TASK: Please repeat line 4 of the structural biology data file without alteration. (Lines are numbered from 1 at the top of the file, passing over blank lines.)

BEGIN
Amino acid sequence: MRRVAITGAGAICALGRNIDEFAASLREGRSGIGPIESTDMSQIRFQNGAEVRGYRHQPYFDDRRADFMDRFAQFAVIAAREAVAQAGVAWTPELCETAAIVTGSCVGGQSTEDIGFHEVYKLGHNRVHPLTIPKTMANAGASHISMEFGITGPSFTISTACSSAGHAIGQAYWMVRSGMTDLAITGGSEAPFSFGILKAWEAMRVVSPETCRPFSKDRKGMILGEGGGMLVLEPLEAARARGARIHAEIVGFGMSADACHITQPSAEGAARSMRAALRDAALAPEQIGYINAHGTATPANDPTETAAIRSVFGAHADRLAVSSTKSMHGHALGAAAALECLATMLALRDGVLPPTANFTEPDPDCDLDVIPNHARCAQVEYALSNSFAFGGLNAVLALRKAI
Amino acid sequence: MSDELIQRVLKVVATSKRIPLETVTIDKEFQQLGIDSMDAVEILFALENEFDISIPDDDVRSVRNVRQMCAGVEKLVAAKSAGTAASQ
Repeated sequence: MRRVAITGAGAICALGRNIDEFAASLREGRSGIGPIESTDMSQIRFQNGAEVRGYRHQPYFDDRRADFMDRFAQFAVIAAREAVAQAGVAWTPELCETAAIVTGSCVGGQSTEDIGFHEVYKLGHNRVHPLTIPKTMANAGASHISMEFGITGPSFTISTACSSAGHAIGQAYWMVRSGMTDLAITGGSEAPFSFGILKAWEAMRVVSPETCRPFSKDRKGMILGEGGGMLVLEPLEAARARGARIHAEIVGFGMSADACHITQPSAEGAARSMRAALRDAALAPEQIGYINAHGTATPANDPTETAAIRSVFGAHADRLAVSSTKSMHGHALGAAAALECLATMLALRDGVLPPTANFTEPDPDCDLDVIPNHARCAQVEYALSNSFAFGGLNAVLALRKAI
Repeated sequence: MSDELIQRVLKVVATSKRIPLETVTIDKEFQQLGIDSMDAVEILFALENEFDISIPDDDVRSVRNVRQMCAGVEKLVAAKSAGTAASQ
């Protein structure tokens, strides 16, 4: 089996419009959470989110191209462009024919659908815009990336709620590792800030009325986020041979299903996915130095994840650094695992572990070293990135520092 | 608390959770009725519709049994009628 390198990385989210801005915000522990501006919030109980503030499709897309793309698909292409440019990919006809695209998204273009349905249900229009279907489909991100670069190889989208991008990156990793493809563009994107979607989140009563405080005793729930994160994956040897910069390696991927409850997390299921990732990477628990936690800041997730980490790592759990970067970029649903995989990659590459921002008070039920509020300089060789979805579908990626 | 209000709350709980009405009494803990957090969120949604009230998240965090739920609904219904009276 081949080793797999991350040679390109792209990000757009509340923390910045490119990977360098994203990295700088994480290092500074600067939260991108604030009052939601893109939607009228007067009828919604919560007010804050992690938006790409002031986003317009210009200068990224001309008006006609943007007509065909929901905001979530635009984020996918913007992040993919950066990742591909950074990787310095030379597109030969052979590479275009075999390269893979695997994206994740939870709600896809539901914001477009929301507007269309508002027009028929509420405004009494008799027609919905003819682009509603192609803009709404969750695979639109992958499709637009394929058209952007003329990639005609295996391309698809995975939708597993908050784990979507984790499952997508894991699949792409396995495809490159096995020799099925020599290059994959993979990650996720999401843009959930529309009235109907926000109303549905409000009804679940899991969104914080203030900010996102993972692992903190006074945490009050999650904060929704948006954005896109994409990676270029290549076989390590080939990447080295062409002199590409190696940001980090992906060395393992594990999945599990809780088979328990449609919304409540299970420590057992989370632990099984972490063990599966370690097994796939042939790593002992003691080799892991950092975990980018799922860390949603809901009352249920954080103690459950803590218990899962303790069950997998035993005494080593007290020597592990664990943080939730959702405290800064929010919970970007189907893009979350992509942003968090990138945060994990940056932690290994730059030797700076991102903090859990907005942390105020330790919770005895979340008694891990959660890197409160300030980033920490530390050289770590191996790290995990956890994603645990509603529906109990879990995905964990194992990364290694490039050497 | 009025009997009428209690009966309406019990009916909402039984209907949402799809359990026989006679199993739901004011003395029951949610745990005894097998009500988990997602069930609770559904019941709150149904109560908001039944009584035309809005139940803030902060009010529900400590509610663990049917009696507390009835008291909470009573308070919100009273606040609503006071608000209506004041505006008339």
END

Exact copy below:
Repeated sequence: MSDELIQRVLKVVATSKRIPLETVTIDKEFQQLGIDSMDAVEILFALENEFDISIPDDDVRSVRNVRQMCAGVEKLVAAKSAGTAASQ